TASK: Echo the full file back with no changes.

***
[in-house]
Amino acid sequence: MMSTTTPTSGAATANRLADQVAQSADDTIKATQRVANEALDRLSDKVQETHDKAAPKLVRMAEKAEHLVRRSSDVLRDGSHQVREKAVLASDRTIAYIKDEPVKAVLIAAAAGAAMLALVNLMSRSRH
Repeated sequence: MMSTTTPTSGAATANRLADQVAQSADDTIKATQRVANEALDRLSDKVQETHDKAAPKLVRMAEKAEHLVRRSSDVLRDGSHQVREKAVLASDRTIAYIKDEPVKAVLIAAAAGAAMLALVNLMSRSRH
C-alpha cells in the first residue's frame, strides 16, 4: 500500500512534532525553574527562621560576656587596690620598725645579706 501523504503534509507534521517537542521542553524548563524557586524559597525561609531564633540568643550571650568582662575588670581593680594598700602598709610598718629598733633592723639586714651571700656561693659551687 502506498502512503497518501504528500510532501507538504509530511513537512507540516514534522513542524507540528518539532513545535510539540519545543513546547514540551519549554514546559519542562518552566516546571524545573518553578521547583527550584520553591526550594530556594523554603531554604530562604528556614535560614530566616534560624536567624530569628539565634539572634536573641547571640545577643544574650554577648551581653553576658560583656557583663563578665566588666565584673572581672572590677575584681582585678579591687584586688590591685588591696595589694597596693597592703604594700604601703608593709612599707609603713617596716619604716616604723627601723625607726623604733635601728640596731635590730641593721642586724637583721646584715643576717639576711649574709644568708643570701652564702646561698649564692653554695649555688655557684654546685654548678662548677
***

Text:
[in-house]
Amino acid sequence: MMSTTTPTSGAATANRLADQVAQSADDTIKATQRVANEALDRLSDKVQETHDKAAPKLVRMAEKAEHLVRRSSDVLRDGSHQVREKAVLASDRTIAYIKDEPVKAVLIAAAAGAAMLALVNLMSRSRH
Repeated sequence: MMSTTTPTSGAATANRLADQVAQSADDTIKATQRVANEALDRLSDKVQETHDKAAPKLVRMAEKAEHLVRRSSDVLRDGSHQVREKAVLASDRTIAYIKDEPVKAVLIAAAAGAAMLALVNLMSRSRH
C-alpha cells in the first residue's frame, strides 16, 4: 500500500512534532525553574527562621560576656587596690620598725645579706 501523504503534509507534521517537542521542553524548563524557586524559597525561609531564633540568643550571650568582662575588670581593680594598700602598709610598718629598733633592723639586714651571700656561693659551687 502506498502512503497518501504528500510532501507538504509530511513537512507540516514534522513542524507540528518539532513545535510539540519545543513546547514540551519549554514546559519542562518552566516546571524545573518553578521547583527550584520553591526550594530556594523554603531554604530562604528556614535560614530566616534560624536567624530569628539565634539572634536573641547571640545577643544574650554577648551581653553576658560583656557583663563578665566588666565584673572581672572590677575584681582585678579591687584586688590591685588591696595589694597596693597592703604594700604601703608593709612599707609603713617596716619604716616604723627601723625607726623604733635601728640596731635590730641593721642586724637583721646584715643576717639576711649574709644568708643570701652564702646561698649564692653554695649555688655557684654546685654548678662548677